Princess Theater

169 S. Main Street,
Memphis, TN 38103

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Additional Info

Previously operated by: Loew's Inc., Malco Theatres Inc., Paramount Pictures Inc.

Previous Names: Columbia Theater, Loew's Princess Theater, Paramount Theater

Nearby Theaters

Princess Theater

The Princess Theater opened on August 5, 1912 with vaudeville & moving pictures. It was operated by Southern Enterprises. In 1916 it was equipped with a 2 manual Kimball pipe organ. It was the most elaborate of the stud-lit free standing theatres. It was also the only one which used the spelling ‘theater’ militantly, even in the terra cotta. Not long after it opened, the deep entryway with its barrel vault became a mixed blessing. It sprouted several different canopies and an outdoor concession stand which actually kept the theatre viable in later years when it had acquired a bad reputation and a worse smell.

Loew’s rented it for a time, Paramount rented it also. Malco operated it and Kemmons Wilson (of Holiday Inn fame) owned the building.

The theater was later acquired by the Shelby Amusement Company and closed in 1969 with Fred Astaire in “Finian’s Rainbow” & The Beatles “Yellow Submarine”, and demolished in August 1971. In its last years the elaborate terra cotta façade had been covered or destroyed. Some interior plasterwork remained, but the smell did not abate until it was completely gone.

Contributed by Jack Coursey, Vincent Astor

Recent comments (view all 21 comments)

ghsong on November 27, 2010 at 7:21 pm

this theater was still in business when i was a boy of 11 or 12.this would have been in 1967 or those days it was still safe and accepted for kids to ride the bus downtown and see movies at the malco,loews state etc…however we were warned not to go to movies at the princess as that was where the perverts hung out.i have no idea if that reputation was warranted or not.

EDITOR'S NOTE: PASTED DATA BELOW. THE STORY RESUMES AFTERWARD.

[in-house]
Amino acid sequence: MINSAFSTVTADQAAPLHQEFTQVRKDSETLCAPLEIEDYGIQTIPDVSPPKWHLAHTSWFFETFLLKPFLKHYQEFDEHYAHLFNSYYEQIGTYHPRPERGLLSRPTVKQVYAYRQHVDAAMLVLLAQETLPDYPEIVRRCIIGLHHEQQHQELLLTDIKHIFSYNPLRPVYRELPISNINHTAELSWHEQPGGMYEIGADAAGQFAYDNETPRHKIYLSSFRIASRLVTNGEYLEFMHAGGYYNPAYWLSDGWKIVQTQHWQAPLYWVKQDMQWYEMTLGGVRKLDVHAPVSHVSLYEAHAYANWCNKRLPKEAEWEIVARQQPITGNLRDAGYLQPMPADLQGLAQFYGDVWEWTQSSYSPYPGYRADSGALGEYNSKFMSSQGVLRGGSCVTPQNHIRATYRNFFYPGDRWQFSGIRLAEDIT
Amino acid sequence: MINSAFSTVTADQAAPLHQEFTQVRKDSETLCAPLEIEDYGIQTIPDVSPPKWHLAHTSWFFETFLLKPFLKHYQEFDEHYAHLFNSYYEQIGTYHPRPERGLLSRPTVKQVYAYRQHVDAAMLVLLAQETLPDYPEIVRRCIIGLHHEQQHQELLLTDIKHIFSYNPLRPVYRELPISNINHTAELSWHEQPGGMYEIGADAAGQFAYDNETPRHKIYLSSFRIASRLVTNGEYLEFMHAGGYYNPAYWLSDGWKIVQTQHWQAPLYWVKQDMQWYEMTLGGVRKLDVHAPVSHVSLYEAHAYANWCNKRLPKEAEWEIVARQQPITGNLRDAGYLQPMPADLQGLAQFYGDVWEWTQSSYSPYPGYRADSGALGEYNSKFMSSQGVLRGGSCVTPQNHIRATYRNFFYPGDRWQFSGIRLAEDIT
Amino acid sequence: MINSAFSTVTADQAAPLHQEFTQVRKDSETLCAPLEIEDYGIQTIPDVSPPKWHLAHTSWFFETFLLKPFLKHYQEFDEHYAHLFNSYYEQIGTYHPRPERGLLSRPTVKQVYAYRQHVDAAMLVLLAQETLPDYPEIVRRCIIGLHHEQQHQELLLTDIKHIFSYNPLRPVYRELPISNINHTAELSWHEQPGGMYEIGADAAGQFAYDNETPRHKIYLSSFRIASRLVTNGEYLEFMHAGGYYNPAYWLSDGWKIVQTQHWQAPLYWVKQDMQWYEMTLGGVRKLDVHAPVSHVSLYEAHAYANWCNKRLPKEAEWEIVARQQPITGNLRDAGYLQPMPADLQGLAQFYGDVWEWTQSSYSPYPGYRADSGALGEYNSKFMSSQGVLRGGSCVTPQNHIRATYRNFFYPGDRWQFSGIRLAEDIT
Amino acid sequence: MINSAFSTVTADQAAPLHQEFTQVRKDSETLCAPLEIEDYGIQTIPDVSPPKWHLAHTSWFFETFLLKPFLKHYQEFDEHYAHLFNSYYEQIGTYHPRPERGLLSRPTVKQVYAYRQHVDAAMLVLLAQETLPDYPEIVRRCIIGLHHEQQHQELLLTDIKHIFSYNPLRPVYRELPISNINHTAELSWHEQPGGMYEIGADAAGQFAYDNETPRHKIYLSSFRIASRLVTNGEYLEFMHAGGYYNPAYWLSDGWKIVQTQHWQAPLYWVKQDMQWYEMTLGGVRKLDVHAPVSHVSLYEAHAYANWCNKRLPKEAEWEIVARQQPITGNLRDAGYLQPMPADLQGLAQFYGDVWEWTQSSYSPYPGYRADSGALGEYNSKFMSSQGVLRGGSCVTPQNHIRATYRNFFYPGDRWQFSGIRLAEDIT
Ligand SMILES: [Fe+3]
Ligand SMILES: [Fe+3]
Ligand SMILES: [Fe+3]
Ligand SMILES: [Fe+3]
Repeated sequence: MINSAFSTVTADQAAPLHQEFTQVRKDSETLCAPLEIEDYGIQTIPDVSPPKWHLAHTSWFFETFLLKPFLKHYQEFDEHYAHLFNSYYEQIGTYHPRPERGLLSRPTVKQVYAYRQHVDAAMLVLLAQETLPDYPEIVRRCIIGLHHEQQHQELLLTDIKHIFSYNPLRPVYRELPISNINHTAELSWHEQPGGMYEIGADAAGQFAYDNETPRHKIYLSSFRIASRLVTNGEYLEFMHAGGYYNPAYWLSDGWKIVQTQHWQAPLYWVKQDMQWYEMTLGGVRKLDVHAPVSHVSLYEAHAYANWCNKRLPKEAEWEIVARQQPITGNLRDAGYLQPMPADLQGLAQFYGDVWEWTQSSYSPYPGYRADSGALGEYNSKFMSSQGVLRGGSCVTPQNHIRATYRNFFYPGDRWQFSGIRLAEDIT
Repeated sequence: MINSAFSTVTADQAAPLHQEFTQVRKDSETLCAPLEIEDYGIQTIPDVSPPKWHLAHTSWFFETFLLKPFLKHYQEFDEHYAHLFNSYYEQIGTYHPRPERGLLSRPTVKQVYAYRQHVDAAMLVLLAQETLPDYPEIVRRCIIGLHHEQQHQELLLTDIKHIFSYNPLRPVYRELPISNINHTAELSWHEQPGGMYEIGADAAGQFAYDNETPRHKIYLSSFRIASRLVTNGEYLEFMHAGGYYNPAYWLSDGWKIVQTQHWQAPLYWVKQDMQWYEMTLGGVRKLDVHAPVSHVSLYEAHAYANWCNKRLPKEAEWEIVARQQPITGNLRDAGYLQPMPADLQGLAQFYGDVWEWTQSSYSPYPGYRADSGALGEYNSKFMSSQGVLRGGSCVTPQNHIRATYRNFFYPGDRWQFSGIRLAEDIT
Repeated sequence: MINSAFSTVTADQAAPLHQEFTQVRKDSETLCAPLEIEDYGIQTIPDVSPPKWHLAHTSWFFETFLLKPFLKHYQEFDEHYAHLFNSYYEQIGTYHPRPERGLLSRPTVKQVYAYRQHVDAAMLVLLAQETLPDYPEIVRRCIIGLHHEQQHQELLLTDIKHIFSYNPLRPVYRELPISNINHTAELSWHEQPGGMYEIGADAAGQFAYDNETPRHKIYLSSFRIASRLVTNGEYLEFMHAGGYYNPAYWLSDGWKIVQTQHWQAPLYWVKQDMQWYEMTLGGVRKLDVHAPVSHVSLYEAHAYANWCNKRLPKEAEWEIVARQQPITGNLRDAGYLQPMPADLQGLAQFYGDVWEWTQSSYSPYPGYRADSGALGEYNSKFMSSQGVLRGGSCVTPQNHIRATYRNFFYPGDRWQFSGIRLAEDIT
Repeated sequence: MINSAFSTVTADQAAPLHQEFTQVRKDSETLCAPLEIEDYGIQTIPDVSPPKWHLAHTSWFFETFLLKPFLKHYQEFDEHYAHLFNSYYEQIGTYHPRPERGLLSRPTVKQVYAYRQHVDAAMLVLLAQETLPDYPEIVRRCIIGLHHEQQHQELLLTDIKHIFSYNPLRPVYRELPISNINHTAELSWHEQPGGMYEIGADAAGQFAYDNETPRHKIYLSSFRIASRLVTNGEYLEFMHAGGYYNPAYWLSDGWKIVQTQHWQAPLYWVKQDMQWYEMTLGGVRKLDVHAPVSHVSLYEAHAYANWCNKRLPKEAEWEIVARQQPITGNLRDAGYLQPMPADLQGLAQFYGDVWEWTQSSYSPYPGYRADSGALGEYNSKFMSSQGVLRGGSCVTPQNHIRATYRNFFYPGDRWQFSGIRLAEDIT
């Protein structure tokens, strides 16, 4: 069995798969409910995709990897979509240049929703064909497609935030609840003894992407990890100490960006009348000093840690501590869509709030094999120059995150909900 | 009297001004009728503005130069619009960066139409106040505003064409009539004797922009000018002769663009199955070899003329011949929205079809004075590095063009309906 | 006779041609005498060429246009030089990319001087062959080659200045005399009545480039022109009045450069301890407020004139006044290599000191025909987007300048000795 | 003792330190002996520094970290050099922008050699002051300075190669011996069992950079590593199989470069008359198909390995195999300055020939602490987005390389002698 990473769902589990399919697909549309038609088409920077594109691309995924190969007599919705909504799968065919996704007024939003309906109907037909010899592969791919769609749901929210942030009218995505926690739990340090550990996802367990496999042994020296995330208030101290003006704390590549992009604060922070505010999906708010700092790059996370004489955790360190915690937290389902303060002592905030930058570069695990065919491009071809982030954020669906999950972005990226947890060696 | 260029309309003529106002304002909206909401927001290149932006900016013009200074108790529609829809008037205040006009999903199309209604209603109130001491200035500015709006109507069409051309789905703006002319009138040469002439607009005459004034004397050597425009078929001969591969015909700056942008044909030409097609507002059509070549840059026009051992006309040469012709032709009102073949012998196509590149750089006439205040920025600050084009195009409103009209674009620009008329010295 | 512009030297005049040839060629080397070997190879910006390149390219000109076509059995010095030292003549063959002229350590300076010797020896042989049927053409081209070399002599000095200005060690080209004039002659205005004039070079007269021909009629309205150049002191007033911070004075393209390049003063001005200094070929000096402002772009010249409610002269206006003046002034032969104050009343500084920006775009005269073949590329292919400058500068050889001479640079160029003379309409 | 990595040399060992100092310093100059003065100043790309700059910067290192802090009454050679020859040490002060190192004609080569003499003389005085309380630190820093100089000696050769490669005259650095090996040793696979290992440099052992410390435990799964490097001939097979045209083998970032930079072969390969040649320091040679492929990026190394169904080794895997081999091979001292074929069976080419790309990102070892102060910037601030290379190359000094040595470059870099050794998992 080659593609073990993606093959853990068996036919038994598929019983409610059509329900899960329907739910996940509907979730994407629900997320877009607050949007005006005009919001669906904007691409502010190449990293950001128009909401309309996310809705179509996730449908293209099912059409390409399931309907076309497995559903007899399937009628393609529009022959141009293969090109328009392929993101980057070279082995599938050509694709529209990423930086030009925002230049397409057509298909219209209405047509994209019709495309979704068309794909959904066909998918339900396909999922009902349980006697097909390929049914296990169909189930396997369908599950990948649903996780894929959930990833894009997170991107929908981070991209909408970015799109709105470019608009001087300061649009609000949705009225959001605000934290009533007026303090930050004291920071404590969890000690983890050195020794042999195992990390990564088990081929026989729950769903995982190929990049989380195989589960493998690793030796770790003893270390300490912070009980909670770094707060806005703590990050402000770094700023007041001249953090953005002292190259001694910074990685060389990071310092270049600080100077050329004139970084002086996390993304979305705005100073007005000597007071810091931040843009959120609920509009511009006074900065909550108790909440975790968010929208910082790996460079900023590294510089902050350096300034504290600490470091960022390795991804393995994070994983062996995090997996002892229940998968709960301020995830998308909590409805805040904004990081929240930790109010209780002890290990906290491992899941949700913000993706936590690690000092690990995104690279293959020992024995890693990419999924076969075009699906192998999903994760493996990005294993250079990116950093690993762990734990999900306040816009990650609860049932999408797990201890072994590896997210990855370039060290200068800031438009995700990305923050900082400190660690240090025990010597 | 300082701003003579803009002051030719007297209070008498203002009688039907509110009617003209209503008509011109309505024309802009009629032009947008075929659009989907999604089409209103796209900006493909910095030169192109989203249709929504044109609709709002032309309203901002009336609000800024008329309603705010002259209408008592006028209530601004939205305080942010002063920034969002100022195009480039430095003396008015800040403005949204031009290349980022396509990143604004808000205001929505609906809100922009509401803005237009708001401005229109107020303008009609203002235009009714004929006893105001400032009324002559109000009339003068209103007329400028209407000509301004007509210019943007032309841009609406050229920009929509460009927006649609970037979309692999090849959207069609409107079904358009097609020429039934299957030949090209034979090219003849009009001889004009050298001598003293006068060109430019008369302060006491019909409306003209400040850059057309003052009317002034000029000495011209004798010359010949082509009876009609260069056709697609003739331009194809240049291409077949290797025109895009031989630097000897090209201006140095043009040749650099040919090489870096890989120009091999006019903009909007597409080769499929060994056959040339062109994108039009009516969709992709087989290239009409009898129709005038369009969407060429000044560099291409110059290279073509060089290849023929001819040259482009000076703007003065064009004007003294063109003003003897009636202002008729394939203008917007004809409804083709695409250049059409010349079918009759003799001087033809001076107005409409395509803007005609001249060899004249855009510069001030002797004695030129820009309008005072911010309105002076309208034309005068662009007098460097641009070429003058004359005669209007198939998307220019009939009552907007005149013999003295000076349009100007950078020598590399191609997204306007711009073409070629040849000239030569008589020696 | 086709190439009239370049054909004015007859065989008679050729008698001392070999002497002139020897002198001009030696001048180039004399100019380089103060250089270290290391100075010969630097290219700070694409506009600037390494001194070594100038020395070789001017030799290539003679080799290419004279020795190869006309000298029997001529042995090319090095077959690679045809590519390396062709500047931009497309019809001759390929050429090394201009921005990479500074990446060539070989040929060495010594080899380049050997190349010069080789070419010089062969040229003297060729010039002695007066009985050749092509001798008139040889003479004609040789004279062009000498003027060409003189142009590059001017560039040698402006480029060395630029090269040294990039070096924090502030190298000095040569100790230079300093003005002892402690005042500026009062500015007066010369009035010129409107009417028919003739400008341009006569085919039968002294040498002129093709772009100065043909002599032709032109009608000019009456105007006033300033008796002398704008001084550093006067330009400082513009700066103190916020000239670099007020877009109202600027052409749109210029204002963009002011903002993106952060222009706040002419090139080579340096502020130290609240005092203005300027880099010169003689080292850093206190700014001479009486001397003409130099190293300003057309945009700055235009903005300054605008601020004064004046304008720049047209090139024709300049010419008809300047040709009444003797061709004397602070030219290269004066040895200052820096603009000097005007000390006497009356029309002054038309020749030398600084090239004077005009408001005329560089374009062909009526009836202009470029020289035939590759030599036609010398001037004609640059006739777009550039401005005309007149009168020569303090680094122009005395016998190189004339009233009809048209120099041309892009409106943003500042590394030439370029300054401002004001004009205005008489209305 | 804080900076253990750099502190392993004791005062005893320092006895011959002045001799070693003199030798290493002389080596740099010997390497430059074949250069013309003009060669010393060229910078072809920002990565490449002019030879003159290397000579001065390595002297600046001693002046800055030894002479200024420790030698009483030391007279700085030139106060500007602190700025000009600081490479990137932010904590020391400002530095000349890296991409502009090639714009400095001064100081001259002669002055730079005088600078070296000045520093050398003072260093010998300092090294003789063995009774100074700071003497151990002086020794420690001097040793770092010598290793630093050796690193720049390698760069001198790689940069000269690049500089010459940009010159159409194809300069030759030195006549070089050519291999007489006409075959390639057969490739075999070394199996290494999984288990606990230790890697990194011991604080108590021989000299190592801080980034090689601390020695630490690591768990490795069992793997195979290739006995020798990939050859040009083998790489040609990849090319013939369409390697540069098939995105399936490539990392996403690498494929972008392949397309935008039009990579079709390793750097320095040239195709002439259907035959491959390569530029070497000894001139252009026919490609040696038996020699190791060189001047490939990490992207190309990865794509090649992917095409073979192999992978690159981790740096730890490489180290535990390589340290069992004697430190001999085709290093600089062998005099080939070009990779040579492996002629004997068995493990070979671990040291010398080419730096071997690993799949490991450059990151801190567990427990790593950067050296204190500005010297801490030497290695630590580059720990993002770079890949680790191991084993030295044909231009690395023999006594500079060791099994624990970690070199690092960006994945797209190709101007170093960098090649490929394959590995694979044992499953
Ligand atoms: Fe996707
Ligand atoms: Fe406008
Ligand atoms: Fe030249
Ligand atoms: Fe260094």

vastor on August 11, 2011 at 6:54 am

The Princess probably had that reputation because it stank. It had a men’s room but it was easier to use the storm drain in the alley on the south side. The Princess was legendary because of that and convenient because the concession stand was outdoors. It stank even after it closed, inside and out, and during demolition. I remember hearing from people I knew that it was a “colored theatre” on Main St. It had some upper levels because my father bought some of the fire escape stairs for a project of his. Also some of the balcony rails from Loew’s State. That’s how I got my mementos from the State and a glimpse of the ruins of the Princess. BTW, Mary Pearcy was shot in the boxoffice of the Malco in late 1971, just before “Hair” reopened the stage in January 1972. It was an attempted robbery. After that, the bulletproof glass was installed which remains today. Malco did not use the window facing Main ever again. I was at the theatre before and after and I will never forget that night.

zzralph on December 12, 2012 at 10:51 am

My wife and I were in the theater watching ‘Dirty Harry’ the night Mary Pearcy was shot at the Malco. Policemen everywhere and we could not exit through the front. Had to find out what happened on the news.

CSWalczak on December 12, 2012 at 8:46 pm

There is additional information about and pictures of the Princess on this webpage.

Will Dunklin
Will Dunklin on March 29, 2014 at 9:26 am

There is reference to the Princess having a Kimball organ. In David Bowers “Encyclopedia of Automated Musical Instruments” p. 551 is a reference to the installation of a Reproduco organ (probably a photoplayer) at the Princess. There is no date: maybe it preceded the Kimball.

Iceberg on October 29, 2017 at 6:09 pm